Meet Salud America! Grantee Dharma Cortes
When it comes to Latinos' health struggles, Dharma Cortes has seen it all.
The paradox of poverty and obesity. The struggle to manage chronic diseases. The lack of appropriate nutrition information.
In response, Cortes' new Salud America! pilot research project, Esto Es Mejor, is teaching low-income Spanish-speaking families in Lynn, Mass., how to shop and eat healthy food despite financial and environmental constraints.
"I want to be able to help Latino parents and grandparents figure out the best and most efficient way to eat healthy food even when they face challenges finding healthy food in the neighborhoods where they live," said Cortes, PhD, a senior research associate at the Mauricio Gastón Institute for Latino Community Development and Public Policy at the University of Massachusetts, Boston.
Cortes is one of 20 pilot researchers funded by the Robert Wood Johnson Foundation through Salud America! for $75,000 over two years.
Cortes' project is examining current food-purchasing patterns and food nutritional values of 20 low-income, Spanish-speaking Latino families. She also will map convenience stores, grocery stores and restaurants that offer healthy food options in Lynn.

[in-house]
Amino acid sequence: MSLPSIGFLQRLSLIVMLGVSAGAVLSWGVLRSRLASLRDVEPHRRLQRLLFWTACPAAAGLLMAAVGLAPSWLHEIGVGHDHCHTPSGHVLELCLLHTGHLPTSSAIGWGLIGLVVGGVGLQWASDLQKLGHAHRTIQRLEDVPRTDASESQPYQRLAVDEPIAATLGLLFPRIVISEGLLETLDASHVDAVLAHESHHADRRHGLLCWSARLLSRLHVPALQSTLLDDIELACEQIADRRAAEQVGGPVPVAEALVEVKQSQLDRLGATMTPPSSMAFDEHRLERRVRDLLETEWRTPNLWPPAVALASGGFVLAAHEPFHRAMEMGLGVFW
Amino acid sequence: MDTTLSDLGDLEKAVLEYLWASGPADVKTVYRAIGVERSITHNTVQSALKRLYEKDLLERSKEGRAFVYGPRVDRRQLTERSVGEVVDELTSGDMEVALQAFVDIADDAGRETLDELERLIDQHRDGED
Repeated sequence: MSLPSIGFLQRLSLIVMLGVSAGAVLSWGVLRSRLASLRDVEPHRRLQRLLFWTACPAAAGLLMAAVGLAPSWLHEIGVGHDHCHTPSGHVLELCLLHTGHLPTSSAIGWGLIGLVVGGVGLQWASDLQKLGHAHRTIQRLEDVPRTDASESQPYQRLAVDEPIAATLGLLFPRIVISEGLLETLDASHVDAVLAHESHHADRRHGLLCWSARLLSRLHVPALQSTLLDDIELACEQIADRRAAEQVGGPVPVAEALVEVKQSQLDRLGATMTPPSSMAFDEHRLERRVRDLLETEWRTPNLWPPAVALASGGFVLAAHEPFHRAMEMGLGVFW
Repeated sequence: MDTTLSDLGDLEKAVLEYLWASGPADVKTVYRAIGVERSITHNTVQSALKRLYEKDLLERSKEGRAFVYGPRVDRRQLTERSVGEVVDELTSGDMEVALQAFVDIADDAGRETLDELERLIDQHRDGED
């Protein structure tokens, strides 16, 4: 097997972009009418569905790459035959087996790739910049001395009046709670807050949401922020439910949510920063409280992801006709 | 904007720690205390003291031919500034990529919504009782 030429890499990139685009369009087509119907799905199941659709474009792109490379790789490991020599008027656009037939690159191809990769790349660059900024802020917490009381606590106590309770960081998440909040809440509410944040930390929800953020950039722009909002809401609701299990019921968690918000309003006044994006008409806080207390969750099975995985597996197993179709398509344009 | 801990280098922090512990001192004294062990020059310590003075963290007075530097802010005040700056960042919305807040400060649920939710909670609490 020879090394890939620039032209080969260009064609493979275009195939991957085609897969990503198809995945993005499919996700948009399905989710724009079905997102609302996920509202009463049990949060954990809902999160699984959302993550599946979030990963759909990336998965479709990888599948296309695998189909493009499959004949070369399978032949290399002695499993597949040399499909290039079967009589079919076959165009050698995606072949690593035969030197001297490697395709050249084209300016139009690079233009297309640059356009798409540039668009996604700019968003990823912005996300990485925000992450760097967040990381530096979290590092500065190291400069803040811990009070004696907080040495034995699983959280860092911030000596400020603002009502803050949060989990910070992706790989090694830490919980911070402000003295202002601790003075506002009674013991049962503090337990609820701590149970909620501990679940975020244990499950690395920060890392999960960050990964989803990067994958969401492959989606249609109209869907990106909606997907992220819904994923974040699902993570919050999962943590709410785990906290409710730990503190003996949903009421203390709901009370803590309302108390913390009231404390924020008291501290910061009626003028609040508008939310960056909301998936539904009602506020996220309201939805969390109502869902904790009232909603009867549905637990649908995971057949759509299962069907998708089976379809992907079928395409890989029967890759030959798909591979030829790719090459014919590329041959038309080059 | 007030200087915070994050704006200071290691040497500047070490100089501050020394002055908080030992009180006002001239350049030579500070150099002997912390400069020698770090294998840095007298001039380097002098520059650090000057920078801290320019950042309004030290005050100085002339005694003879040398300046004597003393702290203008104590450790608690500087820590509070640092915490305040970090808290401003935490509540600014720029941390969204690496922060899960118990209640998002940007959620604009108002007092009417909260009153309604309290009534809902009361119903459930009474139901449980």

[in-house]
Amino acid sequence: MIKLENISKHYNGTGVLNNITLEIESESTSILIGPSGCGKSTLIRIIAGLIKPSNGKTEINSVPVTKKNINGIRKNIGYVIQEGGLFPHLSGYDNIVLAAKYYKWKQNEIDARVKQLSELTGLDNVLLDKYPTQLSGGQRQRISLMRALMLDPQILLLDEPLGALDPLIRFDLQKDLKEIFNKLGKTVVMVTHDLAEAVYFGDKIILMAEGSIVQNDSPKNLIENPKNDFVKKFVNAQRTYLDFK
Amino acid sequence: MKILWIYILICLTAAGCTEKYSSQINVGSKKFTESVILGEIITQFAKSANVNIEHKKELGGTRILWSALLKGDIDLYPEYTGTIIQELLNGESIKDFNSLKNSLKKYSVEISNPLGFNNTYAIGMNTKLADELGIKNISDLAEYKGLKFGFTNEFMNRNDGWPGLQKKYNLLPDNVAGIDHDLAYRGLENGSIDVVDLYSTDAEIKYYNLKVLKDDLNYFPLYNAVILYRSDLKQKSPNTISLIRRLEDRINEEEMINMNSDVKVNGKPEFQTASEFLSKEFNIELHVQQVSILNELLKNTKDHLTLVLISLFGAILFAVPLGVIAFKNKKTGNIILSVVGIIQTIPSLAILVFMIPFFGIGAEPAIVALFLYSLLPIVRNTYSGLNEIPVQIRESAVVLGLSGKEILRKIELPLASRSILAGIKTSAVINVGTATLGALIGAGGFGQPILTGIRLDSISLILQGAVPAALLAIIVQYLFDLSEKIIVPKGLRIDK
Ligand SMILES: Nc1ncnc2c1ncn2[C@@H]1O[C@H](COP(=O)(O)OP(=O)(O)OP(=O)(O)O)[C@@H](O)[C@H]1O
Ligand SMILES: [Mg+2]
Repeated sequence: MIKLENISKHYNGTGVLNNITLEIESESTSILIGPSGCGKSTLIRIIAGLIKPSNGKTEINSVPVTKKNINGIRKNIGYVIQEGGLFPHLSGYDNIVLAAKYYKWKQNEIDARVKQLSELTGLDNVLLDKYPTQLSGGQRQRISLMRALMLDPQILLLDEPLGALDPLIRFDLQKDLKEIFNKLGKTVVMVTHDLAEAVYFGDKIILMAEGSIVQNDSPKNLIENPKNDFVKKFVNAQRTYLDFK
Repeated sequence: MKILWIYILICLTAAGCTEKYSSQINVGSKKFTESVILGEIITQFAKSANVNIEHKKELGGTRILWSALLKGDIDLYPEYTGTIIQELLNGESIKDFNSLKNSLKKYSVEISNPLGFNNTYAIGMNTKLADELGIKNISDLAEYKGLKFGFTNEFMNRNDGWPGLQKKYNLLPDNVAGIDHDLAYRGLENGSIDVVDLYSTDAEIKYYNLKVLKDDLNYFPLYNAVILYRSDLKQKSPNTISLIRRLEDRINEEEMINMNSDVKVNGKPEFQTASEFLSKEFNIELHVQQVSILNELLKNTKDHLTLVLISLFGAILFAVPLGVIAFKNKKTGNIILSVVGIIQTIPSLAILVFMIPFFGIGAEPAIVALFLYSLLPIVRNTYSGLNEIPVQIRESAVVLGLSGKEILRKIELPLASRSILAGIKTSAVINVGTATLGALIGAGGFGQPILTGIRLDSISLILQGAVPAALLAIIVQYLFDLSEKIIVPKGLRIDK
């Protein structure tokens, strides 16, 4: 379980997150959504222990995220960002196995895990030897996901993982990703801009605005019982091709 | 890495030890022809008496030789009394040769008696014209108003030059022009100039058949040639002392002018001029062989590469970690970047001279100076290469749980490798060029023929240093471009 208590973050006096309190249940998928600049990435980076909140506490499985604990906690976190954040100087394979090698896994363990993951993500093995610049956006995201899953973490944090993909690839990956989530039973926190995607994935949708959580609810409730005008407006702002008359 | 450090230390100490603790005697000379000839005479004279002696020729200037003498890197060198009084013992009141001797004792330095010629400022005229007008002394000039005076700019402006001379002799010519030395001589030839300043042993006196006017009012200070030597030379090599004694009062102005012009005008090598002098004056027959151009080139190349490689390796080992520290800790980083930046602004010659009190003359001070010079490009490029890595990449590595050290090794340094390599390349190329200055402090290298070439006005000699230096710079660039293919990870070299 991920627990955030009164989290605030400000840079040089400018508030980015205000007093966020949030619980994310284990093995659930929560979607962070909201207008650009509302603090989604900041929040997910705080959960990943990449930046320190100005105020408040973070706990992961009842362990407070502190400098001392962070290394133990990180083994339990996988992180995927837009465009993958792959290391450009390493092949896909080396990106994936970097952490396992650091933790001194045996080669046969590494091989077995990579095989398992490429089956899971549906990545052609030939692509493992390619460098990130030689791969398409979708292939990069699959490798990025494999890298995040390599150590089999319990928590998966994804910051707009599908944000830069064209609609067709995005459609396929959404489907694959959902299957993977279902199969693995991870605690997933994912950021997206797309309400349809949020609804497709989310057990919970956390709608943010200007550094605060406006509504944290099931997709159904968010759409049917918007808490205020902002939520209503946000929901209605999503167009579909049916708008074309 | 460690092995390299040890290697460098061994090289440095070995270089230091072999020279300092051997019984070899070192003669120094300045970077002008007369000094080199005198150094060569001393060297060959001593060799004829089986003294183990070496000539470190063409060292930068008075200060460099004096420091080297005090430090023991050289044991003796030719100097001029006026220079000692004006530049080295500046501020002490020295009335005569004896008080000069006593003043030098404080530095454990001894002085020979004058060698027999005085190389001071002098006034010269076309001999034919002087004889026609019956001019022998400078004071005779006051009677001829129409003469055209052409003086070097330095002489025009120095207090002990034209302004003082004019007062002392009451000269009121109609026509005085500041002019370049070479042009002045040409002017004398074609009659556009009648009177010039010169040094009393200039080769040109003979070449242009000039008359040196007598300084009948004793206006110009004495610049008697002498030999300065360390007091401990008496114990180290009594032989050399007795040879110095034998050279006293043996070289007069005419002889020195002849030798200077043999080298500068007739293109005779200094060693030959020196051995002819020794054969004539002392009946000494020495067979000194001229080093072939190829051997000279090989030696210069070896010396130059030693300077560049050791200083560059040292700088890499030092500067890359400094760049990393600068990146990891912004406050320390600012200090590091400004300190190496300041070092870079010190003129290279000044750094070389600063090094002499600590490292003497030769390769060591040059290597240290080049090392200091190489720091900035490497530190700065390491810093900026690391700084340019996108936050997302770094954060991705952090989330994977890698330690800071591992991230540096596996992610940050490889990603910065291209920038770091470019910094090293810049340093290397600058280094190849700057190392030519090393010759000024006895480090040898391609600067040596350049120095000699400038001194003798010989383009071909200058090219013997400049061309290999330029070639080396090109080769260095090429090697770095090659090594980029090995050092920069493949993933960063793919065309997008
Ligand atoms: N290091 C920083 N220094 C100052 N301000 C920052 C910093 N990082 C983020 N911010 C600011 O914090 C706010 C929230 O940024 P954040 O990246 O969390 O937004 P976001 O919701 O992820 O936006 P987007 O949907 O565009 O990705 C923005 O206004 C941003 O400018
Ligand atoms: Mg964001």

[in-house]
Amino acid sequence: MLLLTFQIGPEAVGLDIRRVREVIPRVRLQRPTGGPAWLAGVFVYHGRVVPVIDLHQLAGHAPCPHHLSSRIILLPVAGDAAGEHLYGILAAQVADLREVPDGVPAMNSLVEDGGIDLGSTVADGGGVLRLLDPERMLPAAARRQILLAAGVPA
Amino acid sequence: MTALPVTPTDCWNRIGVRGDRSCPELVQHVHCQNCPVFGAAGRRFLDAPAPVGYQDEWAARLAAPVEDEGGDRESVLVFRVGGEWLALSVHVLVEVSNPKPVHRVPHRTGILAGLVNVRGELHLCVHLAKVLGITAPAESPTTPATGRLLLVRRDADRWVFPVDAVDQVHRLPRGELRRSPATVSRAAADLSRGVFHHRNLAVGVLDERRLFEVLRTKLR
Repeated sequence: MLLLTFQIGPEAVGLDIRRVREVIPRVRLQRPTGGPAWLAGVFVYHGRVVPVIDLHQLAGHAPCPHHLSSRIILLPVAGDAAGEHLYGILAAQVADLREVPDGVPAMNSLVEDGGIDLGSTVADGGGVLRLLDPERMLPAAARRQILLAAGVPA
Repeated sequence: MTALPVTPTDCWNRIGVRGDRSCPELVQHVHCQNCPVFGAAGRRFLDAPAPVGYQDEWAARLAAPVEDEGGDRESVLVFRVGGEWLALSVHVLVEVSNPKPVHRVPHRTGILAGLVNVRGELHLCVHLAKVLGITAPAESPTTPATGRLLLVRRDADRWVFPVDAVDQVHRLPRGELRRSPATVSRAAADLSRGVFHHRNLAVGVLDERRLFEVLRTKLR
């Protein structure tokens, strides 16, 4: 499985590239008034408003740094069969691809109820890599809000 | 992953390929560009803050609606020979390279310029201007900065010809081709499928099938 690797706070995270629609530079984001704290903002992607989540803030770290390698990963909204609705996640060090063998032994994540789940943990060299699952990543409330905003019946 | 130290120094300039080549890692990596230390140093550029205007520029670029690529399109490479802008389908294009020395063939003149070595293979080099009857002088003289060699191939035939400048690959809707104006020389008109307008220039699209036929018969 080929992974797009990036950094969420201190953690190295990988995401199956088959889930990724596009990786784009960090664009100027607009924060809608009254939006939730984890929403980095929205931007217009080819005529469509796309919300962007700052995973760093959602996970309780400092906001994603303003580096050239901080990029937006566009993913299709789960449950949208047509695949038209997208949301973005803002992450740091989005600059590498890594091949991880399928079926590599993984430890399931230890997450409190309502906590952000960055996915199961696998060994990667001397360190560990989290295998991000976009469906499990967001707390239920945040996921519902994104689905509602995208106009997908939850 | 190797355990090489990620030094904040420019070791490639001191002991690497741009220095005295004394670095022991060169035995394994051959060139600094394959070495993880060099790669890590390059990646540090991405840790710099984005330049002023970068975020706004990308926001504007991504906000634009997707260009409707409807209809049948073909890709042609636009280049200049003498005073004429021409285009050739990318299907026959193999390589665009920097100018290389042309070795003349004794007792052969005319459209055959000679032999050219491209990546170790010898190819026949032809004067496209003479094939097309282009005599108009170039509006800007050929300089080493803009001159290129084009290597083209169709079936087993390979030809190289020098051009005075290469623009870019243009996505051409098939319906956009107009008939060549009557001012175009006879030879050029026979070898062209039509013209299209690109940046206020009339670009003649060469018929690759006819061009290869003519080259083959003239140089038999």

Researchers will examine if efforts to improve nutrition education among people with low literacy rates could influence families' consumer behaviors by increasing their food literacy. To develop a descriptive narrative of potential communication strategies, data are being collected from the families using semi-structured interviews, cognitive interviews and Photovoice—a technique in which participants take photos of environments to help tell the story of a health issue.
The program will develop social marketing messages and other communications to promote healthy food purchasing and consumption practices among Latinos.
Messages will be spread via local government-sponsored programs and obesity-related initiatives, as well as a local community health center.
"We want to find out what changes are observed in participants' grocery receipts before and after nutritional education, and what are the 'before and after' changes in their food preparation and eating patterns," Cortes said.
The answers could impact health policies for Latinos across Massachusetts.
"We are going to inform local and state policymakers about how to maximize social marketing and communication outlets to deliver healthy eating messages at the micro- and macro-level food environments of low-income Latinos," Cortes said.
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